Presentation on theme: "Delphine Sculier, MD,MPH Stop TB Department World Health Organisation Geneva, Switzerland Update on the revision of ART guidelines for TB patients."— Presentation transcript:
Delphine Sculier, MD,MPH Stop TB Department World Health Organisation Geneva, Switzerland Update on the revision of ART guidelines for TB patients
Outline of presentation Critical ART issues that were reviewed Process of drafting recommendations Main changes from 2006 to 2010 Recommendations for HIV-infected TB patients Conclusions
WHO ART treatment guidelines –the critical issues being reviewed How to diagnose earlier? How to monitor? When to Start? What to Use 1 st Line? What to use- 2 nd Line? Critical patient & public health important outcomes: Mortality Disease progression (morbidity) Severe or regimen limiting adverse events Adherence & retention on ART Durability of regimen effect Reduction of HIV transmission Cost Third line ?
Drafting Recommendations and Risk Benefit Analysis Systematic reviews and GRADE profiles Impact assessment reports PLWH consultation reports Costing and feasibility analysis DRAFT RECOMMENDATIONS VALIDATION BY REVIEW GROUPS FINAL RECOMMENDATIONS
ART guidelines Changes from 2006 to 2010
WHO 2006Proposed WHO 2010 Criteria for ART initiation All stages 4, irrespective of CD4 count Stages 3 and CD4<350 Stages 1 & 2 and CD4<200 All stages 3 & 4, irrespective of CD4 count Stages 1 & 2 and CD4 <350 Preferred first line regimens AZT or D4T + 3TC + NVP or EFV or TDF or ABC + 3TC/FTC + NVP or EFV Triple NRTI regimen Adults: AZT+3TC+NVP or TDF+3TC/FTC+EFV Adolescents: AZT+3TC+NVP or AZT+3TC+EFV Pregnant women: AZT+3TC+NVP or AZT+3TC+EFV (2 nd trim. onwards) 1st line.ppt Preferred second line regimens ddI or TDF + ABC or 3TC (+/-AZT) + boosted PI (+NVP or EFV if NNRTI sparing regimen) Depending on first line regimen 2nd line.ppt Preferred boosted PI : LPV/r and ATV/r
Laboratory monitoring Phase of HIV management RecommendedDesirable At HIV diagnosisCD4 HBsAg, ?HCV test Pre ART CD4 (6 monthly) Viral Load At start of ARTCD4 - Hb for AZT - Renal screen for TDF On ARTCD4Viral load At clinical failureCD4Viral load At immunological failure Viral load WHO 2006Proposed WHO 2010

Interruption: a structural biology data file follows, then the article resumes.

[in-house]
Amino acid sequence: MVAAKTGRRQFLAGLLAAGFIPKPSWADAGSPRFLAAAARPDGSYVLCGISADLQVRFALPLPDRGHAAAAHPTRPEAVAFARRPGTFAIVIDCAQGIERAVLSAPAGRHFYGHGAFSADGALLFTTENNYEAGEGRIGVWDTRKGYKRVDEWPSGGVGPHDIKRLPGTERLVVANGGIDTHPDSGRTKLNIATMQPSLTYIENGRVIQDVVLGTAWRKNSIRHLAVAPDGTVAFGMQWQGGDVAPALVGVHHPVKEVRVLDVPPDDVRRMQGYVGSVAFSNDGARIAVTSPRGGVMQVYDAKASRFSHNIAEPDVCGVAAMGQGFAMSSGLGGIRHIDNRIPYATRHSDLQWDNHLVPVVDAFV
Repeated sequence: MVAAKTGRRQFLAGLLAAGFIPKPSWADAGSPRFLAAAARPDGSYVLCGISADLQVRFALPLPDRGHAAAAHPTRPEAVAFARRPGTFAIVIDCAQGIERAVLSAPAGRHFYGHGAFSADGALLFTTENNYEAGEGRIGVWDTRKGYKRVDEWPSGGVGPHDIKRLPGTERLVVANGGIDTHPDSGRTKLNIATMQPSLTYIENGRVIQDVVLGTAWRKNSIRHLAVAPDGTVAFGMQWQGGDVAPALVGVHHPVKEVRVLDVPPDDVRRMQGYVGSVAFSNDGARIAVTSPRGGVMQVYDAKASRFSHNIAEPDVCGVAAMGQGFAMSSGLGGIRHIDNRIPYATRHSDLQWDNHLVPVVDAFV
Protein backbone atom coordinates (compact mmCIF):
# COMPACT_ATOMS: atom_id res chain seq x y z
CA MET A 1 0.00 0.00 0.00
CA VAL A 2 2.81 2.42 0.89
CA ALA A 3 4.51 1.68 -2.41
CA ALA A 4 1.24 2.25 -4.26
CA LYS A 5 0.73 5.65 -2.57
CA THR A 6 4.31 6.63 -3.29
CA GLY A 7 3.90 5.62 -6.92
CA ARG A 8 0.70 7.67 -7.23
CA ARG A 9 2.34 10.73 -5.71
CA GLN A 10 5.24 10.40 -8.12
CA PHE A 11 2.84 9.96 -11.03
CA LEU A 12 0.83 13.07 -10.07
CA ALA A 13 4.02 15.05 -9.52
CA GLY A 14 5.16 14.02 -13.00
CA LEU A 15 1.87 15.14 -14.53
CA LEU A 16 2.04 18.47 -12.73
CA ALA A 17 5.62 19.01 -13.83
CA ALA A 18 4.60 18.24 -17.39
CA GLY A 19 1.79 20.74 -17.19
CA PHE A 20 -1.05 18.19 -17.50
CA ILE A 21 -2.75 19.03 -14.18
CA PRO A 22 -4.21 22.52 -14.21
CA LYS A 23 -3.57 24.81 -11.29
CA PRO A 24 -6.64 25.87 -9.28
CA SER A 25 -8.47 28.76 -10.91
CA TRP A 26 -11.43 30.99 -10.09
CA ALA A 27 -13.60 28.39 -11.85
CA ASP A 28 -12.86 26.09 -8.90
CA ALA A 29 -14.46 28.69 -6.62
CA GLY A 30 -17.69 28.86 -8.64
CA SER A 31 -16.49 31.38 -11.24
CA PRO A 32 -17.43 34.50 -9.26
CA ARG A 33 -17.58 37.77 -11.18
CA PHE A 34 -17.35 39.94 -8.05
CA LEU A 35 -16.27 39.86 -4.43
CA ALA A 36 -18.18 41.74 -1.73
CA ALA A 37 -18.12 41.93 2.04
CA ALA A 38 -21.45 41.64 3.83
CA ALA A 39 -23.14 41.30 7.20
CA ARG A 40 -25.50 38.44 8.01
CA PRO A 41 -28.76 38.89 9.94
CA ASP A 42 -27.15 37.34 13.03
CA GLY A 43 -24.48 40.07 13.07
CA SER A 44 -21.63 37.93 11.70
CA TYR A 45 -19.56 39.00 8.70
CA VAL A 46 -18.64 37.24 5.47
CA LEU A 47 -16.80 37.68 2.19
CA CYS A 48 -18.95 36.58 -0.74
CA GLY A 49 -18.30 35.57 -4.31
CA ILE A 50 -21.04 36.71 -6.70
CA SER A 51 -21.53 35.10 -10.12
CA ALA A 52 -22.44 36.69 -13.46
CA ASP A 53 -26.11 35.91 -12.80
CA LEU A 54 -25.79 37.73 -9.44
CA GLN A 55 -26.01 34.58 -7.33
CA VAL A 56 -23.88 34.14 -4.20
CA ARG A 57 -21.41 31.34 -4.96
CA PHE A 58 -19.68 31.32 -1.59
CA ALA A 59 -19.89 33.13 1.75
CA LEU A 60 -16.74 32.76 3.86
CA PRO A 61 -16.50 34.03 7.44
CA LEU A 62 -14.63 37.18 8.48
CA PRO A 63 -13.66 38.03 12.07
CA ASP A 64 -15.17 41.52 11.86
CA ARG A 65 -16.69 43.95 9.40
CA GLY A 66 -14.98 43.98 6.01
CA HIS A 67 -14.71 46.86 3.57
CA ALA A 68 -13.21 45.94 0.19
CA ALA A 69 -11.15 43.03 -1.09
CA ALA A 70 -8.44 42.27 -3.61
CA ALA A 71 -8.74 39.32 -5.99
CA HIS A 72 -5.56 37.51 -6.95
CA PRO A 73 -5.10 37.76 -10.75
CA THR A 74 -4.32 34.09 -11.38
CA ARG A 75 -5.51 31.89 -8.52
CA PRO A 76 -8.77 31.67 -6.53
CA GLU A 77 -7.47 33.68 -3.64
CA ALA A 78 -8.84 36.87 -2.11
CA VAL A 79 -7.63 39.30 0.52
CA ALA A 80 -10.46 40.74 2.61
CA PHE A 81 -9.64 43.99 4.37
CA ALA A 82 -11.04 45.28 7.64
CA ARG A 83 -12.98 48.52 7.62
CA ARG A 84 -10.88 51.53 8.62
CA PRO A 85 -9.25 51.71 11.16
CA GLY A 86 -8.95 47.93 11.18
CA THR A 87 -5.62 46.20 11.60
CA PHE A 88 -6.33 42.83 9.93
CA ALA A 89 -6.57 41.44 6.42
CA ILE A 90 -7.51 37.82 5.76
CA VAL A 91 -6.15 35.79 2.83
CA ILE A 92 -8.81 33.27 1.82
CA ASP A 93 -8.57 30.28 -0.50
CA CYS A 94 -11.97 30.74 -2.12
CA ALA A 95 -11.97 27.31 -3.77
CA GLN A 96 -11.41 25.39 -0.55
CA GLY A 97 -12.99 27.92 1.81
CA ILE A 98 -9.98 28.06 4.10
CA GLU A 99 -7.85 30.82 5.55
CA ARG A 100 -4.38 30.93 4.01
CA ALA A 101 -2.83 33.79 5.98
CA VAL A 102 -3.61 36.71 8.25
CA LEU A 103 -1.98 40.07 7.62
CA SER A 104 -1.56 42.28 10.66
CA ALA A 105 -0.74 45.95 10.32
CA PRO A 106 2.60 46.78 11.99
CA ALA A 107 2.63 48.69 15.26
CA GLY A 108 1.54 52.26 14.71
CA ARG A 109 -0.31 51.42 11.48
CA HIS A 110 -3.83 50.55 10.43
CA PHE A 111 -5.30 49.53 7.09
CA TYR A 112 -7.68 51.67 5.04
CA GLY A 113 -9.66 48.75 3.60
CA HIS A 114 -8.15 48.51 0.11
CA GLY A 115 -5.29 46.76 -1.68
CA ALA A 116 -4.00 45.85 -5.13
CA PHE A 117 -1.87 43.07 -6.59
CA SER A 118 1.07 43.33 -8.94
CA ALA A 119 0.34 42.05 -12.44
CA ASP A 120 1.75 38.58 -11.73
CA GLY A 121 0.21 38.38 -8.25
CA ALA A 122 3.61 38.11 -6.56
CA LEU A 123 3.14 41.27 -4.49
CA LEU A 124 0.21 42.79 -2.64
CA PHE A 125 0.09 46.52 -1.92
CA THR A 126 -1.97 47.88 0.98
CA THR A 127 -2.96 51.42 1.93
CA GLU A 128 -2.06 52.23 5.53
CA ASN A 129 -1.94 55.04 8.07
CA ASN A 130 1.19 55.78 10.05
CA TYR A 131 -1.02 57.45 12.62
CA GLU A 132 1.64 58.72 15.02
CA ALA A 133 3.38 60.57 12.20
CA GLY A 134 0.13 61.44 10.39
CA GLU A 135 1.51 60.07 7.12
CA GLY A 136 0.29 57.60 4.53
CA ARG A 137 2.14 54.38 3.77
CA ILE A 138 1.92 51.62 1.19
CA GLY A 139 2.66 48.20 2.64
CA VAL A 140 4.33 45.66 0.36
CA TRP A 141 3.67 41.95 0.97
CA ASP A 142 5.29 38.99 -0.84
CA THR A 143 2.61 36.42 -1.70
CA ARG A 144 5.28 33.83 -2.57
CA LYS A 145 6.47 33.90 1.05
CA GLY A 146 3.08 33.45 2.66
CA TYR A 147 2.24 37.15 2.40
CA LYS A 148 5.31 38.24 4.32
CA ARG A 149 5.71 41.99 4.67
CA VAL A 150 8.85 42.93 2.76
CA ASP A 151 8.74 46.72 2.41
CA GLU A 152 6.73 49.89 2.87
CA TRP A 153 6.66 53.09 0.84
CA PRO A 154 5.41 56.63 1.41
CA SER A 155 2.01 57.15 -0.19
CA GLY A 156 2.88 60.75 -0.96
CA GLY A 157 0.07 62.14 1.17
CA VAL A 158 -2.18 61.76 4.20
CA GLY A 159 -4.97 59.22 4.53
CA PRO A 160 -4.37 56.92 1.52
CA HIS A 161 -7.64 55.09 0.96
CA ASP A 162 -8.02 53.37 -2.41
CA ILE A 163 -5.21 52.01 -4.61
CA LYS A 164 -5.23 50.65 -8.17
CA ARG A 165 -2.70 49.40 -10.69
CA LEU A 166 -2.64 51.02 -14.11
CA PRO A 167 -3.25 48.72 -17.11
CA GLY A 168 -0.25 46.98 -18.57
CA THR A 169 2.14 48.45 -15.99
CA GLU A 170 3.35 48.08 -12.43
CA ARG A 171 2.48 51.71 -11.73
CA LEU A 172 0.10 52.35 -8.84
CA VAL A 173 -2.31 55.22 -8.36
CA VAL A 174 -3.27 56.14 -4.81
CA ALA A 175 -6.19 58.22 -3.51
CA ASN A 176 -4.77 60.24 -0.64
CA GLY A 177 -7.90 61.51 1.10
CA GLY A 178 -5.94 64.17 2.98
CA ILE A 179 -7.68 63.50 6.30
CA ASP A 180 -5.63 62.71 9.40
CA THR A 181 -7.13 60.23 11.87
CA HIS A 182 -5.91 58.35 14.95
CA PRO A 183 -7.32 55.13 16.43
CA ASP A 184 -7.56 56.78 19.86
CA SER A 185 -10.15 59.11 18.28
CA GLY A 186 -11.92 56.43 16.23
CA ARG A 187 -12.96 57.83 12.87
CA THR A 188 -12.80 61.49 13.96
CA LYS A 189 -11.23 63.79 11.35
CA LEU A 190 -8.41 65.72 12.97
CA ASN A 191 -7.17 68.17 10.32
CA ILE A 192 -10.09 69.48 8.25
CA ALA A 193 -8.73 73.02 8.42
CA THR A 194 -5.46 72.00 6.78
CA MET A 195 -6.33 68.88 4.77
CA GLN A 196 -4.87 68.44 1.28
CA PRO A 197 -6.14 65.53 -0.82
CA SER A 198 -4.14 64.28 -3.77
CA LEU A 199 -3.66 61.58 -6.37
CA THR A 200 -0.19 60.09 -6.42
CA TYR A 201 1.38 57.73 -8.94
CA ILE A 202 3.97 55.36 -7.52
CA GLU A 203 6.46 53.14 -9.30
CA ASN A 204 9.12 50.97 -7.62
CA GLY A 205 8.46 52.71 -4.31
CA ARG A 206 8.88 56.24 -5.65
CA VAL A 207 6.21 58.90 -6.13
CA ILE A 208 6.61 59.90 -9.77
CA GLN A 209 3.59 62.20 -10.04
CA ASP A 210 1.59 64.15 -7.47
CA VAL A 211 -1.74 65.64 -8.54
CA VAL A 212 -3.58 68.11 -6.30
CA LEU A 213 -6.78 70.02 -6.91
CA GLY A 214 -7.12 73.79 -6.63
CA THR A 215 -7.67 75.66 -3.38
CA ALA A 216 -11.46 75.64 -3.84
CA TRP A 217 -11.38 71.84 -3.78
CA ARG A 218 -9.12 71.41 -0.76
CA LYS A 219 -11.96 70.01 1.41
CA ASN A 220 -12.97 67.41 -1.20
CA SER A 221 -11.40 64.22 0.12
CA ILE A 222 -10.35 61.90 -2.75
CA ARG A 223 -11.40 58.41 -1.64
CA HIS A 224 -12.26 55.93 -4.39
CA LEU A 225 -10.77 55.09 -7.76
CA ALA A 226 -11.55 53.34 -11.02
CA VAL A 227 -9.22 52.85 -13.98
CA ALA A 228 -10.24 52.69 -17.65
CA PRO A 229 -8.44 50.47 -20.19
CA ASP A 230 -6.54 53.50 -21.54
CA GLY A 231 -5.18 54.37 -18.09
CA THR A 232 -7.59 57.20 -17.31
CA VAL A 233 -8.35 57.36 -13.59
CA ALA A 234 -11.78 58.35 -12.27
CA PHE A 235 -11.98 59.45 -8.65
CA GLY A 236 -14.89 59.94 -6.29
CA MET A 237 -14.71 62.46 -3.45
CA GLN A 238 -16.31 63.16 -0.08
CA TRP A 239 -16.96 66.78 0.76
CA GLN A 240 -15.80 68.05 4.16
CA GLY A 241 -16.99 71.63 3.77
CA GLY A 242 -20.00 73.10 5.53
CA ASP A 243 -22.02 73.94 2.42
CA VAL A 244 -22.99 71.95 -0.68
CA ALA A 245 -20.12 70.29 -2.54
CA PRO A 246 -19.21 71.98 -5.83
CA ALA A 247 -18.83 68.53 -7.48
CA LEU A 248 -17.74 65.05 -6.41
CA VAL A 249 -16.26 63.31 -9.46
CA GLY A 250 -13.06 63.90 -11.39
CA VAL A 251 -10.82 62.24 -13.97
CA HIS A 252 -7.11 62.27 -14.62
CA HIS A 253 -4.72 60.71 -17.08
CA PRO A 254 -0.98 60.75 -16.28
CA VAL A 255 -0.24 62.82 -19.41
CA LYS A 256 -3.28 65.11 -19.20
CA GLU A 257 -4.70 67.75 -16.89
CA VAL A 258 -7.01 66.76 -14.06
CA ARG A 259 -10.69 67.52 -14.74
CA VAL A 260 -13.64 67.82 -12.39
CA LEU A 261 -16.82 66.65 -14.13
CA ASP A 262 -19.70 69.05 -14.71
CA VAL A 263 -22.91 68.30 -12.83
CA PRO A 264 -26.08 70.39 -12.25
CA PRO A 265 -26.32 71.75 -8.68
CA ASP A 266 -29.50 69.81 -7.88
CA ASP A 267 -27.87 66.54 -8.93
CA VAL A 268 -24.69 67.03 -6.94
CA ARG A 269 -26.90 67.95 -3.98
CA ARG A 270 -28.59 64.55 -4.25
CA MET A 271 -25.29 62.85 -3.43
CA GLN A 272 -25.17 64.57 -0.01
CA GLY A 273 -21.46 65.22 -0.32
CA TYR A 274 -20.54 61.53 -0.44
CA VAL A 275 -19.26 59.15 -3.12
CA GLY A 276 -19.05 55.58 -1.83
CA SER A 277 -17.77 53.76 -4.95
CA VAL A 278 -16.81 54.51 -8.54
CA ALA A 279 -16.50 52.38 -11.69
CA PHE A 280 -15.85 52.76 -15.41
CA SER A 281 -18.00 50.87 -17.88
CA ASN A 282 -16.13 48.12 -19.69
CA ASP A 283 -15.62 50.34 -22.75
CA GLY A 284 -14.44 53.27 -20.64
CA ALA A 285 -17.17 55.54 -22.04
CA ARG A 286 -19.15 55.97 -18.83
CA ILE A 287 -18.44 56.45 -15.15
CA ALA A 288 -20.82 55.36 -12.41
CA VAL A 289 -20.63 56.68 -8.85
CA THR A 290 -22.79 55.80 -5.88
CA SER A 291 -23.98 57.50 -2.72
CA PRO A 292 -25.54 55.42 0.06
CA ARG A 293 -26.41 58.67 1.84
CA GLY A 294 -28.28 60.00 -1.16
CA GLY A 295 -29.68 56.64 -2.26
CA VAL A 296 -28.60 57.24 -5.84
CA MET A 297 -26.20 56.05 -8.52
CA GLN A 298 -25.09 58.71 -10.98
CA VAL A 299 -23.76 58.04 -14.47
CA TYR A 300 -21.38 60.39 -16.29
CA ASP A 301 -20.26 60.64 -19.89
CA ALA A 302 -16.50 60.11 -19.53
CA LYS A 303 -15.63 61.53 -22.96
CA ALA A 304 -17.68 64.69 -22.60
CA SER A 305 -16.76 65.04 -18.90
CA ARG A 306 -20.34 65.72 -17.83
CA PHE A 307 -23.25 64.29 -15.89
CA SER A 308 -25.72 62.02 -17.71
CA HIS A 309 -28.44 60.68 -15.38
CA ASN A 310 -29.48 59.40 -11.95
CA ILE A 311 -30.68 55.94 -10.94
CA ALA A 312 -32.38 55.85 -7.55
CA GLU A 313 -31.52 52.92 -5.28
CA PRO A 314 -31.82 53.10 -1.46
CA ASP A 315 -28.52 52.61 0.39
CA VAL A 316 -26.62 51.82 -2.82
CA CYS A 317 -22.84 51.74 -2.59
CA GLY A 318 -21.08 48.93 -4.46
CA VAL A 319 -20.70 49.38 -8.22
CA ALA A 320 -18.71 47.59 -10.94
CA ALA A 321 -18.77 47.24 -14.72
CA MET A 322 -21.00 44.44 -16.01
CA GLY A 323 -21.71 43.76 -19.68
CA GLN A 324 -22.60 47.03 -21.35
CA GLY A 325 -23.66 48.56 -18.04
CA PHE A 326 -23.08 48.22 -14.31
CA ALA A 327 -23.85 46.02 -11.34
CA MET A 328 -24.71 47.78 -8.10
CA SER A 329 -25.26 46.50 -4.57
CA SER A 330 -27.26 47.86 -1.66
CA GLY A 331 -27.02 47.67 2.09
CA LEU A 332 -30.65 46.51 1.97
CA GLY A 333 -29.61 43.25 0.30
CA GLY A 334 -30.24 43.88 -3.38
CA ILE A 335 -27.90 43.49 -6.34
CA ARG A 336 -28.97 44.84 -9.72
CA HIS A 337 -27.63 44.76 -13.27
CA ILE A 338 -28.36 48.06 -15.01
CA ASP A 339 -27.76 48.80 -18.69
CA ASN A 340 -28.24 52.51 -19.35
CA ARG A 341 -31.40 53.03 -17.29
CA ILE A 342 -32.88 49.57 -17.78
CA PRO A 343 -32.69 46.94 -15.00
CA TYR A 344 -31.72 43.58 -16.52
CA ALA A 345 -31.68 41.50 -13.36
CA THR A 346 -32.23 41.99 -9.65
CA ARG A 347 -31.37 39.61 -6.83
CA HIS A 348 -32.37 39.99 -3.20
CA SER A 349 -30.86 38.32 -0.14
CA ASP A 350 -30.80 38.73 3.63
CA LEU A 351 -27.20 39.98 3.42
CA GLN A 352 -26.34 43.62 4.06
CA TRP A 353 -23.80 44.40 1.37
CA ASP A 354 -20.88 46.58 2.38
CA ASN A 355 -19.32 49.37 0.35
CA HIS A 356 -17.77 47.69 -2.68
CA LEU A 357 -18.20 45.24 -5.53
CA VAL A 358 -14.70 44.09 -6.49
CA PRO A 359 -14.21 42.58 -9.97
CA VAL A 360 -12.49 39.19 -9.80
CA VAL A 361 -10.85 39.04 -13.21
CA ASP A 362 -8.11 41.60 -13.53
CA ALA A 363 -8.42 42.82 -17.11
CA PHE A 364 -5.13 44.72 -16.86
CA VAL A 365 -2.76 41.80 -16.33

Recommendations for HIV infected TB patients When to start? What to start?
Grade review: When to start ART in HIV-infected TB patients? SAPiT: Optimal Time to Initiate ART in HIV/TB- Coinfected Patients HIV-infected patients diagnosed with TB and CD4+ cell count < 500 cells/mm 3 (N = 642) Early ART ART initiated during intensive or continuation phase of TB therapy (n = 429) Sequential ART ART initiated after TB therapy completed (n = 213) Primary endpoint: all-cause mortality From Larry William Chang, MD, MPH, Johns Hopkins School of Medicine, Cochrane Collaborative Group on HIV/AIDS at UCSF
Abdool Karim SS, et al. CROI 2009. Abstract 36a. 0.70 0.75 0.80 0.85 0.90 0.95 1.00 Survival Months Post-randomization 0123456789101112131415161718192021222324 Intensive phase of TB treatment Post-TB treatment Continuation phase of TB treatment Early ART Sequential ART SAPiT: Increased survival with concurrent HIV and TB treatment
GRADE Table From Larry William Chang, MD, MPH, Johns Hopkins School of Medicine, Cochrane Collaborative Group on HIV/AIDS at UCSF
Grade review: What to start in HIV-infected TB patients? EFV vs. NVP in patients taking rifampicin Randomised controlled trials –N2R (Manosuthi 2009) (Thailand, N=142) Observational studies –Boulle 2008 (South Africa, N=1 283) –Manosuthi 2008 (Thailand, N=188) –Sathia 2008 (UK, N=103) –Shipton 2009 (Botswana, N=155) –Sungkanuparph 2006 (Thailand, N=29) –Varma 2009 (Thailand, N=667) From George W. Rutherford, M.D. University of California, San Francisco Global Health Sciences